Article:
‘Is Stonehenge worth it?’ was a question we were all asked … At one level, the answer has to be ‘No’; but, at another, and more strongly, it has to be ‘Yes’, if only because the Stonehenge issue was not only about Stonehenge. For decades now, events at Stonehenge have continued to reflect in miniature the changing spirit of the larger society in which it stands. What we see in this mirror for our times is about ourselves, all of us, including you - our past and our present and, some would say, our future too.
(Chippindale et al. 1990:8)
The condition of heritage, particularly damage to and the destruction of ancient sites is a matter of concern to archaeologists, yet where the impact of ‘tourists’, unscrupulous land owners and farmers is often recognised (e.g. English Heritage 1995; Jones 1998; Morris 1998), the actions of Pagans, Druids, neo-Shamans and others with ‘spiritual’ interests in such places are less often addressed. Indeed, neo-Shamanic engagements with the past affect archaeologists most directly in relation to archaeological sites, as Derbyshire archaeologist John Barnatt came to realise:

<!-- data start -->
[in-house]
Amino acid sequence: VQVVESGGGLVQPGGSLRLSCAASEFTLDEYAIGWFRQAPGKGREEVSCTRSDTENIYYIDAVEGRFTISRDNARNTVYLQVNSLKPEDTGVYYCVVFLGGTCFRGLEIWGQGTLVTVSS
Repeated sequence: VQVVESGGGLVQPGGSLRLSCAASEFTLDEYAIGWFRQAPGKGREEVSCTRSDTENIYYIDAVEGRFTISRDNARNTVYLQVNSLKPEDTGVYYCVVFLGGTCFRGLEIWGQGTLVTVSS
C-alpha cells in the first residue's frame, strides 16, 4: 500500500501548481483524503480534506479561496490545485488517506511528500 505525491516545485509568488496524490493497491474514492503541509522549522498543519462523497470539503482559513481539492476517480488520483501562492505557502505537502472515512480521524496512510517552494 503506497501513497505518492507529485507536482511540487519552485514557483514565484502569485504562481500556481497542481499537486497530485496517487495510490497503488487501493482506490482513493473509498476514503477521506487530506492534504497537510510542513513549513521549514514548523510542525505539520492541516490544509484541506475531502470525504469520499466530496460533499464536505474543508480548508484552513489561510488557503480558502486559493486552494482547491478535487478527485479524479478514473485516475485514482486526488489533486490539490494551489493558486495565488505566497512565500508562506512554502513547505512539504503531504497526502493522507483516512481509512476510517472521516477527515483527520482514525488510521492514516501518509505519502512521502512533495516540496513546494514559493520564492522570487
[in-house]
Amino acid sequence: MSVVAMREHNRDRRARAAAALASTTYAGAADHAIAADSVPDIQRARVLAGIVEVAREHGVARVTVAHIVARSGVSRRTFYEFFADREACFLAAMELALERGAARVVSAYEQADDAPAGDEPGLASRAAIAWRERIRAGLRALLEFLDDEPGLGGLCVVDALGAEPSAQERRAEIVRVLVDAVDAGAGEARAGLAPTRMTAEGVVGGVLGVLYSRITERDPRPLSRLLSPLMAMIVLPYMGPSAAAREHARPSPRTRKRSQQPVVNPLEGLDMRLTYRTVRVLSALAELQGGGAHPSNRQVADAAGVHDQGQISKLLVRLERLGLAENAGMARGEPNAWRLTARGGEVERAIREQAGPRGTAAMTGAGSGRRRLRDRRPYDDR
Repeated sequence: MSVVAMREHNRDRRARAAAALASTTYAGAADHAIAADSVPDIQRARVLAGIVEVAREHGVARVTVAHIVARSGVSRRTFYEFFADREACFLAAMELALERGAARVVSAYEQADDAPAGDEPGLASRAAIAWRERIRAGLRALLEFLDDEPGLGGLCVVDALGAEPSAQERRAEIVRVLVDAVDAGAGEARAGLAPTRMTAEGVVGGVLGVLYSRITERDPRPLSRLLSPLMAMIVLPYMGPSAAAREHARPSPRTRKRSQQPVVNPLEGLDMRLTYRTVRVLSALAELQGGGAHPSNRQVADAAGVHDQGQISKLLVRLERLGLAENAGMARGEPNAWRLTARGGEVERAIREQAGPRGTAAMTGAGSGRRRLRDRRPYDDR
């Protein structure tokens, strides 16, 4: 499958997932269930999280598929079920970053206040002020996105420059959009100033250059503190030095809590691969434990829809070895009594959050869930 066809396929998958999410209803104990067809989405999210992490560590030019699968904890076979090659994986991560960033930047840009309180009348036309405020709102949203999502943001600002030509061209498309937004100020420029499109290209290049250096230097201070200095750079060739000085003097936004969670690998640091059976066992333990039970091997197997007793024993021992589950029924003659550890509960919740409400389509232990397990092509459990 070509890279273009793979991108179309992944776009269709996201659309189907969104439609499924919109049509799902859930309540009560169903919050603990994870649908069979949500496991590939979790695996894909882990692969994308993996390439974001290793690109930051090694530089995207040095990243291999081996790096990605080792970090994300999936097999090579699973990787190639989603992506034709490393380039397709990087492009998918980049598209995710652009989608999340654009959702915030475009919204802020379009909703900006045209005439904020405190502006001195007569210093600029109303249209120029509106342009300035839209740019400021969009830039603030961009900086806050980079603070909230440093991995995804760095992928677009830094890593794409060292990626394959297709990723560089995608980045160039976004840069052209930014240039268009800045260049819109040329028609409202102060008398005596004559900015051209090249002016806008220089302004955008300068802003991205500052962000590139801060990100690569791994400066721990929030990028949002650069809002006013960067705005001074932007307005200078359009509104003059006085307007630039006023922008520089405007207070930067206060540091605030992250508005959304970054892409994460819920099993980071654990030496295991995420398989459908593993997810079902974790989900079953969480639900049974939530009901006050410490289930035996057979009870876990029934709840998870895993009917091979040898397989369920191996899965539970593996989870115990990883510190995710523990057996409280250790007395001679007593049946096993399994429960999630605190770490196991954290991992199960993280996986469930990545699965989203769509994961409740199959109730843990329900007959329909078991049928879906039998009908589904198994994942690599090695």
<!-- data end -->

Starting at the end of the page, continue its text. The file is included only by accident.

In the spring of 1993, shortly before the Spring Equinox, the stone circle at Doll Tor [Derbyshire] was seriously damaged when persons unknown ‘restored’ it prior to holding rituals there. In 1994 archaeological excavations and restoration were undertaken after the removal of several newly-added spurious features, in order to return the site to how it may have appeared in prehistory … The monument is now closer to its prehistoric appearance than at any other time in historic times. This will hopefully negate future attempts at ill-informed ‘rebuilding’ at the site.
The Doll Tor incident is not isolated or exceptional: when I visited the Twelve Apostles stone circle on Ilkley Moor in July 1998 these stones also